Lamborn’s Check Returned to Gambling Group without Date, Signature

A controversial $1,000 campaign contribution that a gambling company made in January to Colorado Congressman Doug Lamborn arrived back in the company's offices more than six months later wrapped in a plain piece of paper with a handwritten note that said: "Thank you. But we are unable to accept your check."

The note included no signature nor any date, Chuck Brooke, senior vice president for government affairs at International Game Technology, said Tuesday. The envelope in which the note and check came was apparently thrown away.

"We sometimes get checks returned," said Brooke, whose company, known as IGT, produces gambling equipment. "Usually they come with letters on campaign stationery and are signed by someone."

The half-year delay and the mysterious circumstances of the return of the check to IGT merely add to the intrigue in a strange case of Republican in-fighting in Colorado's 5th Congressional District.

Lamborn, a first-term Representative, has recently been accused of making political threats in telephone messages left for a couple who are GOP constituents. They had criticized Lamborn in a letter to the editor of a weekly newspaper.

Among other things, the Aug. 24 letter criticized Lamborn for taking campaign contributions from gambling interests.

Brooke said his company cut a check to Lamborn and several other rookie Republican Congressmen at a fundraiser in January. They did so at the request of House minority leader John Boehner.

"We never talked to Congressman Lamborn," Brooke said.

Lamborn sent a letter of apology Tuesday to Jonarthan and Anna Bartha, hoping to make up for any misunderstanding caused by his phone messages. Lamborn said he returned the check in June after his wife,who handles his mail,found it.

Lamborn explained the six-month delay by saying his  wife had been busy helping  her sick mother.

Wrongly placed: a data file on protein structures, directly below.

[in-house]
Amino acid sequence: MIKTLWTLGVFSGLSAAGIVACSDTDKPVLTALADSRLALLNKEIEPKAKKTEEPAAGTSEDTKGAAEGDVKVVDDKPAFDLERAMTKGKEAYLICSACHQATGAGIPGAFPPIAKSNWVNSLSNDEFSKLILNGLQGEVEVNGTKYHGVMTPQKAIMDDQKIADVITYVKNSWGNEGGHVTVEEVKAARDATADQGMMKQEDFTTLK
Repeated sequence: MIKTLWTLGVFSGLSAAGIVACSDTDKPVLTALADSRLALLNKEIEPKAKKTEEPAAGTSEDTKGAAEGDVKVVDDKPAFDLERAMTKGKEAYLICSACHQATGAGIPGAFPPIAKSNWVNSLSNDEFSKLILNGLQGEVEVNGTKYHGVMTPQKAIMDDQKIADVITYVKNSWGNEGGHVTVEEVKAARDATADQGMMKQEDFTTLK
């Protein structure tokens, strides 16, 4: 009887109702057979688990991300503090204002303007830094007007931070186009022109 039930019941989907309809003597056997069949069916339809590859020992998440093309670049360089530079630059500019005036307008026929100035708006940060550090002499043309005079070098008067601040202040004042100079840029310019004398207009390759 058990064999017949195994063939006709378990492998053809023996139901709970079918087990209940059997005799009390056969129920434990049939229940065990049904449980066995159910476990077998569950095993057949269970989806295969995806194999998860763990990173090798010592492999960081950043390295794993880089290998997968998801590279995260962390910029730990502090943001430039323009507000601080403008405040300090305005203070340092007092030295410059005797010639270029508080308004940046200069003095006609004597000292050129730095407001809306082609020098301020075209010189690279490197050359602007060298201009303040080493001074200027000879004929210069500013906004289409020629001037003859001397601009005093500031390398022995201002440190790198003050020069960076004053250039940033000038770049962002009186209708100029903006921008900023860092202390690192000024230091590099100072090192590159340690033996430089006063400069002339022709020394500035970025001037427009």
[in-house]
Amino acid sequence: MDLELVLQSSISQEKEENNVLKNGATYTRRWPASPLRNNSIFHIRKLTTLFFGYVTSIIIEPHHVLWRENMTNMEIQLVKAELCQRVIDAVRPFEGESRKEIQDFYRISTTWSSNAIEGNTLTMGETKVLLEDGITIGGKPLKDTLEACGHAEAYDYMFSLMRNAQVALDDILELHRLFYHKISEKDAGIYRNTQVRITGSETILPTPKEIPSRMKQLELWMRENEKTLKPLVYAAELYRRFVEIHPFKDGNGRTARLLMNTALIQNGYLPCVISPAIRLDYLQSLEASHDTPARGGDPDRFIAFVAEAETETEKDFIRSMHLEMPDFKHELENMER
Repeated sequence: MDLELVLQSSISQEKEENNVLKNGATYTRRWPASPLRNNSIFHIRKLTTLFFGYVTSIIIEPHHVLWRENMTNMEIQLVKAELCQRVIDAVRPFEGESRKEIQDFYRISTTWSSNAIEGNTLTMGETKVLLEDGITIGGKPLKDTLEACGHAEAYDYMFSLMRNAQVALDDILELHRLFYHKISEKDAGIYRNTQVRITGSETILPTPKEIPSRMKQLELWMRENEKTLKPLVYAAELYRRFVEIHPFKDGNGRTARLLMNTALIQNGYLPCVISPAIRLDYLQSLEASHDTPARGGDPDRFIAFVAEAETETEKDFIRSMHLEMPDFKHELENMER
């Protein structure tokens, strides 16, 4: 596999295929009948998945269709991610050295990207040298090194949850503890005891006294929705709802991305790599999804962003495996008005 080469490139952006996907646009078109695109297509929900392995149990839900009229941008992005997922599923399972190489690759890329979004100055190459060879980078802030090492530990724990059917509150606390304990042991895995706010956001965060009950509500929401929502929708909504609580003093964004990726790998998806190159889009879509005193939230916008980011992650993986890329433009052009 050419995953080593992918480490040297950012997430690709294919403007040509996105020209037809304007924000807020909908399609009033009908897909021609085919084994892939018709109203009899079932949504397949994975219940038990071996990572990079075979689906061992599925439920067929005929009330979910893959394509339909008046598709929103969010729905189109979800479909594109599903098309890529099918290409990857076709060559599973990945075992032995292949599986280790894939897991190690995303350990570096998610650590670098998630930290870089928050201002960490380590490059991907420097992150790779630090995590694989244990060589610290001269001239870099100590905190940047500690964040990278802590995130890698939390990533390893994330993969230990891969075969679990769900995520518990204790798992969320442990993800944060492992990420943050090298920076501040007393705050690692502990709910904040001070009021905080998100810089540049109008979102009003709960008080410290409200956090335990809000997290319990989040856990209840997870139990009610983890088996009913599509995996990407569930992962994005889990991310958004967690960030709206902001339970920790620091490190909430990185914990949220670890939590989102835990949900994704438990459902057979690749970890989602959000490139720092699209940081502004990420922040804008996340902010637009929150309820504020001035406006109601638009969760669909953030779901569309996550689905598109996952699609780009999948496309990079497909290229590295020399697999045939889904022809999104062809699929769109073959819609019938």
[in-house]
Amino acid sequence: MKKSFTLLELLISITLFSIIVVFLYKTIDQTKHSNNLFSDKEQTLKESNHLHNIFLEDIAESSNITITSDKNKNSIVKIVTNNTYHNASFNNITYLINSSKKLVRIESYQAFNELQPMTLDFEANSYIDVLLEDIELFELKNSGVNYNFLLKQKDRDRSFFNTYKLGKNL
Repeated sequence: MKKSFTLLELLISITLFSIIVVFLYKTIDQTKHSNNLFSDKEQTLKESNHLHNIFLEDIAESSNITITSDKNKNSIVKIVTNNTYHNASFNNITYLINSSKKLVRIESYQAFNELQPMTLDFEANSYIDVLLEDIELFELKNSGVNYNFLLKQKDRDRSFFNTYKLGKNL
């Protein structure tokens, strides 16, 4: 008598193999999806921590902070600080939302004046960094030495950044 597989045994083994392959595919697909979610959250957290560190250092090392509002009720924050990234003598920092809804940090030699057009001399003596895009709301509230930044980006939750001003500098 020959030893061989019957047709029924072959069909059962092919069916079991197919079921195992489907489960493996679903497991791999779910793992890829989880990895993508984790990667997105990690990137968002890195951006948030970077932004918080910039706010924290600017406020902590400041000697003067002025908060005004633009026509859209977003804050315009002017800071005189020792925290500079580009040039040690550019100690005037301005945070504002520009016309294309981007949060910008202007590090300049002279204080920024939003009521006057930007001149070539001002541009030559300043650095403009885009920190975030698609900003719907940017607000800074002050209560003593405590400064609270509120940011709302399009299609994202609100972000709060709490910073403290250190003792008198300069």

Lamborn's Washington office offered no details Tuesday as to why the check was returned with a handwritten, unsigned note.

"You can ask IGT," Lamborn's press secretary, Abby Winter, said.

Brooke could do little more than confirm that "we physically do have the check." But Brooke's timeframe for its receipt seems to contradict Lamborn's. Brooke says he did not include the returned check on his semi-annual report to the Federal Election Commission, which, he said, means it came in some time after June 30.

"The secretary who handles the mail thinks it was probably in the past three to four weeks," Brooke said.

That would put it ahead of publication of the letter to the editor written by Jonathan and Anna Bartha. But around the time the Barthas reportedly claim to have  wirtten  the letter. The Barthas are supporters of Jeff Crank, the man who finished a close second to Lamborn in an ugly six-person primary to replace retiring 5th CD Rep. Joel Hefley. Crank has announced he will oppose Lamborn in a 2008 Republican primary.

Lamborn, a social conservative, accused the Barthas of printing lies in their letter. Lamborn said he had returned both campaign contributions he had received from gambling interests.

One of those contributors, Marc Murphy of Bronco Billy's Casino in Cripple Creek, could not be reached Tuesday.

Brooke, meanwhile, had only rudimentary details, but no resolution to Lamborn's and the GOP's troubles.

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Jim Spencer

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